The Concrete Pyramid Theory

Posted on December 4, 2006

A Times Online article discusses an alternative theory to the idea that the Ancient Egyptians carried huge stone blocks from a far off quarry to build the pyramids. The concrete theory suggests that a limestone slurry was used to make many of the stones used in the ancient pyramids.
But according to Professor Gilles Hug, of the French National Aerospace Research Agency (Onera), and Professor Michel Barsoum, of Drexel University in Philadelphia, the covering of the great Pyramids at Giza consists of two types of stone: one from the quarries and one man-made.

"There's no way around it. The chemistry is well and truly different," Professor Hug told Science et Vie magazine. Their study is being published this month in the Journal of the American Ceramic Society.

The pair used X-rays, a plasma torch and electron microscopes to compare small fragments from pyramids with stone from the Toura and Maadi quarries.

They found "traces of a rapid chemical reaction which did not allow natural crystalisation . . . The reaction would be inexplicable if the stones were quarried, but perfectly comprehensible if one accepts that they were cast like concrete."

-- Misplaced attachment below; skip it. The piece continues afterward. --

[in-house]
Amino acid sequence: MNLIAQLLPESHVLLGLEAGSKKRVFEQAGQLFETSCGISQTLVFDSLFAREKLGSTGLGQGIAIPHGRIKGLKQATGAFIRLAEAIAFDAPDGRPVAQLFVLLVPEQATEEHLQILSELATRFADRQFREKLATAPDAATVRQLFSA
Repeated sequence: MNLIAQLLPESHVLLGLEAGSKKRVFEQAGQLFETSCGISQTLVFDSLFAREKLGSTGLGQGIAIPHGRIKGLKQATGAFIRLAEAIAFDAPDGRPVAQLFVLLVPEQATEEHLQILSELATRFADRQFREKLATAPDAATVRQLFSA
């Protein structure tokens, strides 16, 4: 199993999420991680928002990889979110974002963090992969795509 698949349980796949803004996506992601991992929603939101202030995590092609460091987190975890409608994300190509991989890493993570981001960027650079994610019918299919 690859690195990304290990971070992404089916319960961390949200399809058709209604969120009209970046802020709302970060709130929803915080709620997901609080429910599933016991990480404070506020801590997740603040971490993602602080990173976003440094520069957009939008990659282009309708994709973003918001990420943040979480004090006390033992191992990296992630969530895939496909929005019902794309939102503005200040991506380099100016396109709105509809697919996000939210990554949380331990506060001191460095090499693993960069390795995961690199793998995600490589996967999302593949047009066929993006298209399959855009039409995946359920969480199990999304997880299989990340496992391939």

The scientists are not saying that all the blocks are made this way but that the blocks near the top are. They argue that these blocks have a different density then the blocks at the bottom of the pyramids. The Times article says the scientists will not be able to prove their theory unless the Egyptian authorities give them access to samples. The concrete theory is also known as the Davidovits theory because Joseph Davidovits, a French chemist, first came up with the idea in 1970. This Wikipedia entry points to a couple other articles on Davidovits' theory located here, here and here.